Take the 2-minute tour ×
Stack Overflow is a question and answer site for professional and enthusiast programmers. It's 100% free, no registration required.

So I am familiar with the algorithm for creating a power set using Scheme that looks something like this:

 (define (power-set set) 
    (if (null? set) '(()) 
       (let ((power-set-of-rest (power-set (cdr set)))) 
             (append power-set-of-rest 
                   (map (lambda (subset) (cons (car set) subset)) 

So this, for (1, 2, 3, 4), would output:

(() (4) (3) (3 4) (2) (2 4) (2 3) (2 3 4) (1) (1 4) (1 3) (1 3 4) (1 2) (1 2 4) 
 (1 2 3) (1 2 3 4))

I need to figure out how to output the power set "in order", for example:

(() (1) (2) (3) (4) (1 2) (1 3) (1 4) (2 3) (2 4) (3 4) (1 2 3) (1 2 4) (1 3 4) 
(2 3 4) (1 2 3 4))

Doing a little research, it seems as if the best option would be for me to run a sort before outputting. I am NOT allowed to use built in sorts, so I have found some example sorts for sorting a list:

(define (qsort e)
  (if (or (null? e) (<= (length e) 1)) 
    (let loop ((left  null)    (right null)
               (pivot (car e)) (rest  (cdr e)))
      (if (null? rest)
         (append (append (qsort left) (list pivot)) (qsort right))
         (if (<= (car rest) pivot)
            (loop (append left (list (car rest))) right pivot (cdr rest))
            (loop left (append right (list (car rest))) pivot (cdr rest)))))))

I cannot figure out how I would go about sorting it based off of the second, or third element in one of the power sets though. Can anyone provide an example?

share|improve this question

2 Answers 2

up vote 1 down vote accepted

Here's a compare function that should work for your needs. It assumes that the numbers in the two input arguments are sorted already.

(define (list-less? lst1 lst2)

  ;; Compare the contents of the lists.
  (define (helper l1 l2)

    ;; If two lists are identical, the answer is false.
    ;; This scenario won't be exercised in the problem.
    ;; It's here only for the sake of completeness.
    (if (null? l1)

      ;; If the first item of the second list is greater than
      ;; the first item, return true.
      (if (> (car l2) (car l1))
        (or (< (car l1) (car l2)) (helper (cdr l1) (cdr l2))))))

  ;; First compare the lengths of the input arguments.
  ;; A list of smaller length are assumed to be "less"
  ;; than list of greater length.
  ;; Only when the lists are of equal length, do we
  ;; compare the contents of the lists.
  (let ((len1 (length lst1)) (len2 (length lst2)))
    (if (> len1 len2)
      (or (< len1 len2) (helper lst1 lst2)))))
share|improve this answer
To clarify, I would have to have my own function in order to look through the full power set and swap lists on a case-by-case basis? –  elykl33t Apr 23 at 21:03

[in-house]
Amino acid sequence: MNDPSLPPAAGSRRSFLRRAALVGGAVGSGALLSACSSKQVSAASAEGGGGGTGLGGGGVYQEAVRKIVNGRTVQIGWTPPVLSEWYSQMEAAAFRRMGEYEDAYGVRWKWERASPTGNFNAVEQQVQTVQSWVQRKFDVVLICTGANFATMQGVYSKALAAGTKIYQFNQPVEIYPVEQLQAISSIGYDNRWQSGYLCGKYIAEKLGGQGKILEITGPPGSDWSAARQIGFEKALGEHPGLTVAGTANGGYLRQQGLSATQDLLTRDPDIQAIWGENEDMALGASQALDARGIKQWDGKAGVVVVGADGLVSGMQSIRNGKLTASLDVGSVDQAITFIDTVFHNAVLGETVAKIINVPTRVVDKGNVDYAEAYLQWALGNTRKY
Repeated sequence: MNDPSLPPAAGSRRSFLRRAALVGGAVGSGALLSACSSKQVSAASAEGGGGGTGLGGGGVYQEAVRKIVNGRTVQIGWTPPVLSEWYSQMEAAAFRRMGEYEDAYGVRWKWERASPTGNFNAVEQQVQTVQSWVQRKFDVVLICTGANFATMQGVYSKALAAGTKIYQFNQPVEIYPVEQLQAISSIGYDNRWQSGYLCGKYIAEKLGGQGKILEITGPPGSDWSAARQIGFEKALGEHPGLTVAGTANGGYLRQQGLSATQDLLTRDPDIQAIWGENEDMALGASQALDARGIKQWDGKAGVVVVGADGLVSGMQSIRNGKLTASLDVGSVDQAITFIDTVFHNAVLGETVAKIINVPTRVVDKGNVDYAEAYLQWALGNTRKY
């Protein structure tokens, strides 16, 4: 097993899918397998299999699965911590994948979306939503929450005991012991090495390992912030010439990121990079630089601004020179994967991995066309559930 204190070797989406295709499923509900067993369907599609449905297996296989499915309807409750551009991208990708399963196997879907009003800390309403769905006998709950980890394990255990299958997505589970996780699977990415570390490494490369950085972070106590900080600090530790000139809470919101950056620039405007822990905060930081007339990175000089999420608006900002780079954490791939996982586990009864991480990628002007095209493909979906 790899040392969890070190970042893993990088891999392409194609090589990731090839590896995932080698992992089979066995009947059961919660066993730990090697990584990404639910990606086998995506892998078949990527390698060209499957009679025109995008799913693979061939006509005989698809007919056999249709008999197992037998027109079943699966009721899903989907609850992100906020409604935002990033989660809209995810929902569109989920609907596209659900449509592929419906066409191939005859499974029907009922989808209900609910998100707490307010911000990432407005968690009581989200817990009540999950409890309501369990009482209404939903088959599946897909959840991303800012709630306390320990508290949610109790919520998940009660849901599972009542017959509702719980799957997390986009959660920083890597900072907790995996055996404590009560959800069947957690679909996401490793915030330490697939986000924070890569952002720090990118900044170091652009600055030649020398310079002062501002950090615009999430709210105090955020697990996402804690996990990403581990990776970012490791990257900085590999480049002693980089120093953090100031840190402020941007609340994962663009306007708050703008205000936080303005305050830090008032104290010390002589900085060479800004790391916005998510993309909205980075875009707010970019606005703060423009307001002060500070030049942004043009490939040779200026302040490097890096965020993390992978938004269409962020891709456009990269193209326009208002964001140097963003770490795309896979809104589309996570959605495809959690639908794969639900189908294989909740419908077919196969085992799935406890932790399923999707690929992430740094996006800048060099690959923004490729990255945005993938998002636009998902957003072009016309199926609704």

@elykl33t that is correct. Looking at your code, I assumed you have worked out the logic of qsort. The function I provided only helps with comparing two items from the power set. –  R Sahu Apr 23 at 21:06
Within the qsort function, I keep getting an error "null: undefined; cannot reference undefined identifier". I am using Racket. Any advice? –  elykl33t Apr 23 at 22:28
Using comparing to achieve proper ordering is no good as the set's elements can be non-comparable. You could do it with decorate-sort-undecorate.... –  Will Ness Apr 23 at 22:42
@WillNess what do you mean? Sorry, I am fairly new to functional programming. How is it that I could use my power-set function in conjunction with list-less and qsort to implement the desired behavior? –  elykl33t Apr 24 at 1:55

Here's a powerset function that returns the items in the correct order, without sorting. It requires Racket and uses its queues to implement breadth-first processing:

(require srfi/1 data/queue)
(define (powerset items)
  (define fifo (make-queue))
  (enqueue! fifo (cons '() items))
  (let loop ((result '()))
    (if (queue-empty? fifo)
        (reverse result)
        (let* ((head-entry (dequeue! fifo))
               (subset     (car head-entry))
               (rest-items (cdr head-entry)))
          (pair-for-each (lambda (next-items)
                           (enqueue! fifo (cons (cons (car next-items) subset)
                                                (cdr next-items))))
          (loop (cons (reverse subset) result))))))

We maintain a FIFO queue of pairs, each consisting of a subset (in reversed order) and a list of items not included in it, starting with an empty subset so all the original items are still not included in it.

For each such pair, we collect the subset into the result list, and also extend the queue by extending this subset by each item from the not-included items. Processing stops when the queue is empty.

Because we extend subsets each time by one element only, and in order, the result is ordered too.

share|improve this answer
I noticed this answer got downvoted... I still haven't voted here, because of the lack of comments or explanations... Your code isn't self-explanatory for sure. :) Maybe that's what ticked off the silent downvoter. –  Will Ness Apr 24 at 8:47
@WillNess Thanks for your support! I thought the snippet was pretty self-explanatory, but I'll explain it here. Each queue item is a cons cell, of which the car is what to prepend, and the cdr is the remaining items to iterate through. (You'll notice that my (cons (car x) item) suggests that it's not being prepended, but notice the reverse at the end.) –  Chris Jester-Young Apr 24 at 18:25

Your Answer


By posting your answer, you agree to the privacy policy and terms of service.

Not the answer you're looking for? Browse other questions tagged or ask your own question.